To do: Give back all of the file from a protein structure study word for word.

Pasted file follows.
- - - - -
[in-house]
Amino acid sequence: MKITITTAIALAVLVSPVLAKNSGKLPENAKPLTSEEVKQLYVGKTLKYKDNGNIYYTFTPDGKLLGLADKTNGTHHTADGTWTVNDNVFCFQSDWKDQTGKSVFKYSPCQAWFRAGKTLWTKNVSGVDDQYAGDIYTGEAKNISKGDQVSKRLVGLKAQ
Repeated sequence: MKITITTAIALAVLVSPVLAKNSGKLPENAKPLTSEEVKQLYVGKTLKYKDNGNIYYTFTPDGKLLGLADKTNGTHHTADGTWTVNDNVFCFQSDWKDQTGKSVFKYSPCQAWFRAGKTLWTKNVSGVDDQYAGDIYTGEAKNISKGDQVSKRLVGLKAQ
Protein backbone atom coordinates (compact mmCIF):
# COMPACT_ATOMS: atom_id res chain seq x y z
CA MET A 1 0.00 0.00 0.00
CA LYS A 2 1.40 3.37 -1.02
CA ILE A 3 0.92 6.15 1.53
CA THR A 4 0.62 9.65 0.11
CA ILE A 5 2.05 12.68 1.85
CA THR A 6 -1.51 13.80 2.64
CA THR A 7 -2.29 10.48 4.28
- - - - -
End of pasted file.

[in-house]
Amino acid sequence: MKITITTAIALAVLVSPVLAKNSGKLPENAKPLTSEEVKQLYVGKTLKYKDNGNIYYTFTPDGKLLGLADKTNGTHHTADGTWTVNDNVFCFQSDWKDQTGKSVFKYSPCQAWFRAGKTLWTKNVSGVDDQYAGDIYTGEAKNISKGDQVSKRLVGLKAQ
Repeated sequence: MKITITTAIALAVLVSPVLAKNSGKLPENAKPLTSEEVKQLYVGKTLKYKDNGNIYYTFTPDGKLLGLADKTNGTHHTADGTWTVNDNVFCFQSDWKDQTGKSVFKYSPCQAWFRAGKTLWTKNVSGVDDQYAGDIYTGEAKNISKGDQVSKRLVGLKAQ
Protein backbone atom coordinates (compact mmCIF):
# COMPACT_ATOMS: atom_id res chain seq x y z
CA MET A 1 0.00 0.00 0.00
CA LYS A 2 1.40 3.37 -1.02
CA ILE A 3 0.92 6.15 1.53
CA THR A 4 0.62 9.65 0.11
CA ILE A 5 2.05 12.68 1.85
CA THR A 6 -1.51 13.80 2.64
CA THR A 7 -2.29 10.48 4.28